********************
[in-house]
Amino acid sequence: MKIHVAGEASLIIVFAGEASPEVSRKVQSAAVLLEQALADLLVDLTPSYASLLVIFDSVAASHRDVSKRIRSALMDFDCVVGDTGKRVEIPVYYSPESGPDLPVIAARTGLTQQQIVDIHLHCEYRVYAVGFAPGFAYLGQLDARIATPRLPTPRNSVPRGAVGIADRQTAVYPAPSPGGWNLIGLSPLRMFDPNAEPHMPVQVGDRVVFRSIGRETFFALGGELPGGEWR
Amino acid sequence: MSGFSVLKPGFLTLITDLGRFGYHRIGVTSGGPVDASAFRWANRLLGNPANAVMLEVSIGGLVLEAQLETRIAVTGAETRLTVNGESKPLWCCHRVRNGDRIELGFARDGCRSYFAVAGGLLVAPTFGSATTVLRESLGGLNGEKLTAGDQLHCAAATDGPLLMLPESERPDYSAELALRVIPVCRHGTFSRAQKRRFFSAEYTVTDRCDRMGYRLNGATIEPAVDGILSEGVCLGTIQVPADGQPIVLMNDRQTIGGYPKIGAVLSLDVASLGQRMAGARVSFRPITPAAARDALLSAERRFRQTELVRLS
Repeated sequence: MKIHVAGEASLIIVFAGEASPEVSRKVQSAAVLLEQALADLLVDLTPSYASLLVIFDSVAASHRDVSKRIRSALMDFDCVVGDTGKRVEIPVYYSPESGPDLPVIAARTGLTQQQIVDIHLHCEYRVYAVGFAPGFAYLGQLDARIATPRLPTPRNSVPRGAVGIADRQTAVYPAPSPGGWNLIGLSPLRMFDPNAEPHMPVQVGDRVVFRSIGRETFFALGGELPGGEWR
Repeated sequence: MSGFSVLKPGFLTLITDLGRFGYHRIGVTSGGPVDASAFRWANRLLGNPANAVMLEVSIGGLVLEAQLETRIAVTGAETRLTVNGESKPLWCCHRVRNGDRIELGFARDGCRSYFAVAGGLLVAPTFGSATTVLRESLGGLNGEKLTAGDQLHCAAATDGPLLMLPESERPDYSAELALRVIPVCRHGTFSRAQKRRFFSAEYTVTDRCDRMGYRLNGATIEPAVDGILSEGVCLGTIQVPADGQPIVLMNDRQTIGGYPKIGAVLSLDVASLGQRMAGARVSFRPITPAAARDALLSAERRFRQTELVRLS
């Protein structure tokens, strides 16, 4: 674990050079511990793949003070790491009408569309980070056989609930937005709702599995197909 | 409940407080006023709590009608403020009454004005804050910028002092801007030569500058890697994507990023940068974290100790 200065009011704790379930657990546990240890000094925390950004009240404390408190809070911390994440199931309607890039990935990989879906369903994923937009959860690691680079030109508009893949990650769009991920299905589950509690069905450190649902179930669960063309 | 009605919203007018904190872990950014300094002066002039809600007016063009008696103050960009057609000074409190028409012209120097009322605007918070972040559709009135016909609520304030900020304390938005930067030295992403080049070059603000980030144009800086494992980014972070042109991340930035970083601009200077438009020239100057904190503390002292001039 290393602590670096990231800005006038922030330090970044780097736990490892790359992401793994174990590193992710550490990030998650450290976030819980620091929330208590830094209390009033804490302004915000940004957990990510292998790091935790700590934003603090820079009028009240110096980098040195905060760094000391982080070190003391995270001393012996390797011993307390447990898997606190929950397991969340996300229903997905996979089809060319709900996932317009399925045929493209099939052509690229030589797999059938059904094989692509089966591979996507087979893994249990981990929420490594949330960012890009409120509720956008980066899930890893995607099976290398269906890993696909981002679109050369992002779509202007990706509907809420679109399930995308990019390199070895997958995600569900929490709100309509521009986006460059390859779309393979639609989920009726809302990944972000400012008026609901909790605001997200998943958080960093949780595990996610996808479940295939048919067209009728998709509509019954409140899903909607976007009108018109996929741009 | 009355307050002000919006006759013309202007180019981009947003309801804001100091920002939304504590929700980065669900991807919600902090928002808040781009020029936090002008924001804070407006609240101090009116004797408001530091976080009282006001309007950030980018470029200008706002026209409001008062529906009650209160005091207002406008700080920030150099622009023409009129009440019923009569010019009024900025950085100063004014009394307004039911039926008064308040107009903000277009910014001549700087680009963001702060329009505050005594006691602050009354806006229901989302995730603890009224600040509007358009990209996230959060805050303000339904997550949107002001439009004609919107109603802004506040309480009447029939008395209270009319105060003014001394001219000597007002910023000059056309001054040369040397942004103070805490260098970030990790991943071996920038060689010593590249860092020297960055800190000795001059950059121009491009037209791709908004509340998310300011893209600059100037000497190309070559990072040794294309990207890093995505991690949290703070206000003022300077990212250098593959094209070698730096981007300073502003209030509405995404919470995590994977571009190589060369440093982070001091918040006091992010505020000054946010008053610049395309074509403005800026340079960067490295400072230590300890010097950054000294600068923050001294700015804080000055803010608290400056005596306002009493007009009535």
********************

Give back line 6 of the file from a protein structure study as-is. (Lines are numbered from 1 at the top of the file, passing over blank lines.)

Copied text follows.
């Protein structure tokens, strides 16, 4: 674990050079511990793949003070790491009408569309980070056989609930937005709702599995197909 | 409940407080006023709590009608403020009454004005804050910028002092801007030569500058890697994507990023940068974290100790 200065009011704790379930657990546990240890000094925390950004009240404390408190809070911390994440199931309607890039990935990989879906369903994923937009959860690691680079030109508009893949990650769009991920299905589950509690069905450190649902179930669960063309 | 009605919203007018904190872990950014300094002066002039809600007016063009008696103050960009057609000074409190028409012209120097009322605007918070972040559709009135016909609520304030900020304390938005930067030295992403080049070059603000980030144009800086494992980014972070042109991340930035970083601009200077438009020239100057904190503390002292001039 290393602590670096990231800005006038922030330090970044780097736990490892790359992401793994174990590193992710550490990030998650450290976030819980620091929330208590830094209390009033804490302004915000940004957990990510292998790091935790700590934003603090820079009028009240110096980098040195905060760094000391982080070190003391995270001393012996390797011993307390447990898997606190929950397991969340996300229903997905996979089809060319709900996932317009399925045929493209099939052509690229030589797999059938059904094989692509089966591979996507087979893994249990981990929420490594949330960012890009409120509720956008980066899930890893995607099976290398269906890993696909981002679109050369992002779509202007990706509907809420679109399930995308990019390199070895997958995600569900929490709100309509521009986006460059390859779309393979639609989920009726809302990944972000400012008026609901909790605001997200998943958080960093949780595990996610996808479940295939048919067209009728998709509509019954409140899903909607976007009108018109996929741009 | 009355307050002000919006006759013309202007180019981009947003309801804001100091920002939304504590929700980065669900991807919600902090928002808040781009020029936090002008924001804070407006609240101090009116004797408001530091976080009282006001309007950030980018470029200008706002026209409001008062529906009650209160005091207002406008700080920030150099622009023409009129009440019923009569010019009024900025950085100063004014009394307004039911039926008064308040107009903000277009910014001549700087680009963001702060329009505050005594006691602050009354806006229901989302995730603890009224600040509007358009990209996230959060805050303000339904997550949107002001439009004609919107109603802004506040309480009447029939008395209270009319105060003014001394001219000597007002910023000059056309001054040369040397942004103070805490260098970030990790991943071996920038060689010593590249860092020297960055800190000795001059950059121009491009037209791709908004509340998310300011893209600059100037000497190309070559990072040794294309990207890093995505991690949290703070206000003022300077990212250098593959094209070698730096981007300073502003209030509405995404919470995590994977571009190589060369440093982070001091918040006091992010505020000054946010008053610049395309074509403005800026340079960067490295400072230590300890010097950054000294600068923050001294700015804080000055803010608290400056005596306002009493007009009535």